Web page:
Have you ever thought that our occupation—or preoccupation, as the case may be—with our eyebrows is an indication of vanity? I assumed it was. Because in my mind, I considered the brows to be only an accessory of a face’s essential or principal aspects. Excessive time on brow-grooming felt excessively narcissistic. (Moderately narcissistic being more acceptable.) But time spent knitting our brows over…brows is not vain.
If your face is a business suit, a ball gown, or a lovely day dress, your brows are not a belt, a pair of patent pumps, or a scarf. Your brows are the tailoring, fabric, fit, and texture; they can signal investment in your appearance, your happiness, your expression of an assigned or chosen gender, and your health. A big, bold, natural brow can indicate that a woman has enough self-confidence to refuse to clean up her act and to please only herself. An exceedingly styled brow could not only cue that a woman has time and money to spend, but could also suggest a desire to be perceived as meticulously choosy or refined (when other aspects of appearance might indicate a tendency toward…looseness). Eyebrow variations are endless, including eradicating (or losing) them altogether—sort of like the equivalent of going topless. And like toplessness, depending on who and where, it can be either seductive or distressing.
Before I get to my DIY brow-improvement lesson, I want to mention a couple of interesting studies forwarded to me by my evolutionary psychologist friend Bernhard Fink.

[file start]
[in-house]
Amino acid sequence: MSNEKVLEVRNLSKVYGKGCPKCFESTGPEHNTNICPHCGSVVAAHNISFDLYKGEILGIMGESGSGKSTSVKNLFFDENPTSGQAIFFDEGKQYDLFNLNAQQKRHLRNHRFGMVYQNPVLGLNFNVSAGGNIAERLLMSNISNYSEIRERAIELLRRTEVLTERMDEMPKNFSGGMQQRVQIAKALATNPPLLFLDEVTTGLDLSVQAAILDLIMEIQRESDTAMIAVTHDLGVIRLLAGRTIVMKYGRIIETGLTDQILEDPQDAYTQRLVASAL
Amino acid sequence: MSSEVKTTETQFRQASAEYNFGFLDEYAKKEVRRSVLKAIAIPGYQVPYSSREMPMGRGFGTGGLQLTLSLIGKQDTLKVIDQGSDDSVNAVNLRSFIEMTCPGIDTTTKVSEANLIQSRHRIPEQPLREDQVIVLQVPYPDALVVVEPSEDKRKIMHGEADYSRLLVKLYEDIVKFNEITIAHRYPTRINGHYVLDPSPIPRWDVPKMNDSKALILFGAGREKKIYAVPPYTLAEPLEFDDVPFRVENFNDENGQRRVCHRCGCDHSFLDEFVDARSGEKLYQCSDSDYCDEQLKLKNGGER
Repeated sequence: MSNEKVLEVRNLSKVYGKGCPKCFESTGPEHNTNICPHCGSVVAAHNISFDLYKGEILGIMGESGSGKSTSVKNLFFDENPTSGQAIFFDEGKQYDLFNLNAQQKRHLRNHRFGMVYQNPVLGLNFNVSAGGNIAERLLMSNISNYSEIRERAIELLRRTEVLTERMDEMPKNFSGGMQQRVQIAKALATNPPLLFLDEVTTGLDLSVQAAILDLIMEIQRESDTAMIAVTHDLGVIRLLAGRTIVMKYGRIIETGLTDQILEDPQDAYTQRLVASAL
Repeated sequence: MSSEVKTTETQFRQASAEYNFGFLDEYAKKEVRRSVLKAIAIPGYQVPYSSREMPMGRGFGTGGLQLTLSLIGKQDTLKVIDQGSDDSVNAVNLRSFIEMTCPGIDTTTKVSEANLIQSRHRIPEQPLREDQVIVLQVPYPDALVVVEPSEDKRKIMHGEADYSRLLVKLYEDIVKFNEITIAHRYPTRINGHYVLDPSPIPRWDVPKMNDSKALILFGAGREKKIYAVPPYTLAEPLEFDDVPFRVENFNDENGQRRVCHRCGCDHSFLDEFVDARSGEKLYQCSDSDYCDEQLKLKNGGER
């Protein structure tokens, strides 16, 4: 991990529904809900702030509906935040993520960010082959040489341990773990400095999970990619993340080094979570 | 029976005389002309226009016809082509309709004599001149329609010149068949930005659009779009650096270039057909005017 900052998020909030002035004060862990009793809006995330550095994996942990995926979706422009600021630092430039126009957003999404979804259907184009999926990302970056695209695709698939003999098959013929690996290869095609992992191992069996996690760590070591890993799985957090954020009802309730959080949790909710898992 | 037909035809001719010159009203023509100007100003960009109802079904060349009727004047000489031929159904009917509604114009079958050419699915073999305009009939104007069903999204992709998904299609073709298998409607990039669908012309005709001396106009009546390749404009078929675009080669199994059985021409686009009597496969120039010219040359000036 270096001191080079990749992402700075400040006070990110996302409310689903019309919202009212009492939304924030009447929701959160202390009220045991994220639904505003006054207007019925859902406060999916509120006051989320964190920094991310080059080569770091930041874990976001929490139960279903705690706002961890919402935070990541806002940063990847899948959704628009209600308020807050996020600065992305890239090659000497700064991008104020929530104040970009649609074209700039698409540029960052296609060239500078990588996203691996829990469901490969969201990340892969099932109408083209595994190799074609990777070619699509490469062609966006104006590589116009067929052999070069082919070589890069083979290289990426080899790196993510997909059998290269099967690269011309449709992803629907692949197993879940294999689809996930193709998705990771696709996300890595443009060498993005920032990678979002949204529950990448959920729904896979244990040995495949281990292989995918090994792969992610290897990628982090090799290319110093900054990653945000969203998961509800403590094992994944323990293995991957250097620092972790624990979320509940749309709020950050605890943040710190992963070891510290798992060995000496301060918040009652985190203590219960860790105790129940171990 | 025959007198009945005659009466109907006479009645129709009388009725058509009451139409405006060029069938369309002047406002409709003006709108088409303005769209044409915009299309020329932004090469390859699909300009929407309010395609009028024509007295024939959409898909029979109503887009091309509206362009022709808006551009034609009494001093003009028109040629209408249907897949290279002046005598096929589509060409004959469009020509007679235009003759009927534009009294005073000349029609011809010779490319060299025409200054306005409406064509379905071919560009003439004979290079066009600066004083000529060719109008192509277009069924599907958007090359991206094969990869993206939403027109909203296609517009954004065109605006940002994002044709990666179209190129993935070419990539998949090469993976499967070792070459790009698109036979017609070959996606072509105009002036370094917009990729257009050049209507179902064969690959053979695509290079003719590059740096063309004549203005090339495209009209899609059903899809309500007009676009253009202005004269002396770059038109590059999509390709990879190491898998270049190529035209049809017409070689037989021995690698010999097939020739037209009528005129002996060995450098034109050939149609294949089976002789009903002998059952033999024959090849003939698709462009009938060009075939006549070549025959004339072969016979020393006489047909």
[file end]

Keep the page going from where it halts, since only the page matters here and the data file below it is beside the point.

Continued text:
One of the most compelling showed that in facial recognition studies, the eyebrows were at least as influential as the eyes. (See? Significant!) Less surprising, another study showed that brows (alone and together with other features), contain information signaling gender. Then there are studies about the “ideal” brow, one of which seems to conclude that appreciation of brow shape depends on the age of the appreciator. (Young subjects up to 30 years old preferred eyebrows in a lower position and ruled out arched eyebrows. Subjects older than 50 stated exactly the opposite preference.) This kind of conclusion is presented as potentially important information for any professional fiddling with a person’s features (like an aesthetician—or a plastic surgeon performing a brow lift), since one might want to give a younger person a different arch placement than an older one according to their (presumed) preference.
But Bernhard points out that if a study claims an “ideal” anything, you can almost be sure it’s crap. He briefly wanders into the weeds about the critical importance of genetic variation, which is really interesting but strays far, for our purposes, from the eyebrow. And I want to give you some practical advice from an eyebrow expert.